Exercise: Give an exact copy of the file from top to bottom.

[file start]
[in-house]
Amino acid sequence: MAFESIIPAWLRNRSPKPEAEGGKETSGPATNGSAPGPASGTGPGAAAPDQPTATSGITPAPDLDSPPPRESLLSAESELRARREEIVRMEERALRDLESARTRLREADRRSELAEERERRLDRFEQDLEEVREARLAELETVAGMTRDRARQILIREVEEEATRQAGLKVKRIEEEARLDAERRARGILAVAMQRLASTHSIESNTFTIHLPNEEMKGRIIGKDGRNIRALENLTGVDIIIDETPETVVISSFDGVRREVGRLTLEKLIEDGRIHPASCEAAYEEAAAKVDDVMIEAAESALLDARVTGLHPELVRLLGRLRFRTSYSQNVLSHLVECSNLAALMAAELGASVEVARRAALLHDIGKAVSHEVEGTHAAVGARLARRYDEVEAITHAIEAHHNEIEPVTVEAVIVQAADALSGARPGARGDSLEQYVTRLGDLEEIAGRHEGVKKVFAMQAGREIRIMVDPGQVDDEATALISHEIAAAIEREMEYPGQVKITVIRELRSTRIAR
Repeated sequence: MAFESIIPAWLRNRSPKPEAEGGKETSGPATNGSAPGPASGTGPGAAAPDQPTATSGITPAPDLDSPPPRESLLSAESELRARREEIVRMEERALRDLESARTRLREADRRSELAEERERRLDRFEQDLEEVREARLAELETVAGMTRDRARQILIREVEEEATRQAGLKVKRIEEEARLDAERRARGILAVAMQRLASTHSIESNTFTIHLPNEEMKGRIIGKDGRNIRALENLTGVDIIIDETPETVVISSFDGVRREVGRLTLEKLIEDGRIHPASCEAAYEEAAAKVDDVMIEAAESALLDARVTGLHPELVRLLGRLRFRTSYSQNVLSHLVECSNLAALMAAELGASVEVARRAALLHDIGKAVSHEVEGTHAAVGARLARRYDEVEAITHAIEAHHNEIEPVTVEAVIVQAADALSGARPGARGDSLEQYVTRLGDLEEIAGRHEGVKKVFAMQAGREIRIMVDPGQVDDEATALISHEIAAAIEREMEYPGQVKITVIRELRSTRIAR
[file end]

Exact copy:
[in-house]
Amino acid sequence: MAFESIIPAWLRNRSPKPEAEGGKETSGPATNGSAPGPASGTGPGAAAPDQPTATSGITPAPDLDSPPPRESLLSAESELRARREEIVRMEERALRDLESARTRLREADRRSELAEERERRLDRFEQDLEEVREARLAELETVAGMTRDRARQILIREVEEEATRQAGLKVKRIEEEARLDAERRARGILAVAMQRLASTHSIESNTFTIHLPNEEMKGRIIGKDGRNIRALENLTGVDIIIDETPETVVISSFDGVRREVGRLTLEKLIEDGRIHPASCEAAYEEAAAKVDDVMIEAAESALLDARVTGLHPELVRLLGRLRFRTSYSQNVLSHLVECSNLAALMAAELGASVEVARRAALLHDIGKAVSHEVEGTHAAVGARLARRYDEVEAITHAIEAHHNEIEPVTVEAVIVQAADALSGARPGARGDSLEQYVTRLGDLEEIAGRHEGVKKVFAMQAGREIRIMVDPGQVDDEATALISHEIAAAIEREMEYPGQVKITVIRELRSTRIAR
Repeated sequence: MAFESIIPAWLRNRSPKPEAEGGKETSGPATNGSAPGPASGTGPGAAAPDQPTATSGITPAPDLDSPPPRESLLSAESELRARREEIVRMEERALRDLESARTRLREADRRSELAEERERRLDRFEQDLEEVREARLAELETVAGMTRDRARQILIREVEEEATRQAGLKVKRIEEEARLDAERRARGILAVAMQRLASTHSIESNTFTIHLPNEEMKGRIIGKDGRNIRALENLTGVDIIIDETPETVVISSFDGVRREVGRLTLEKLIEDGRIHPASCEAAYEEAAAKVDDVMIEAAESALLDARVTGLHPELVRLLGRLRFRTSYSQNVLSHLVECSNLAALMAAELGASVEVARRAALLHDIGKAVSHEVEGTHAAVGARLARRYDEVEAITHAIEAHHNEIEPVTVEAVIVQAADALSGARPGARGDSLEQYVTRLGDLEEIAGRHEGVKKVFAMQAGREIRIMVDPGQVDDEATALISHEIAAAIEREMEYPGQVKITVIRELRSTRIAR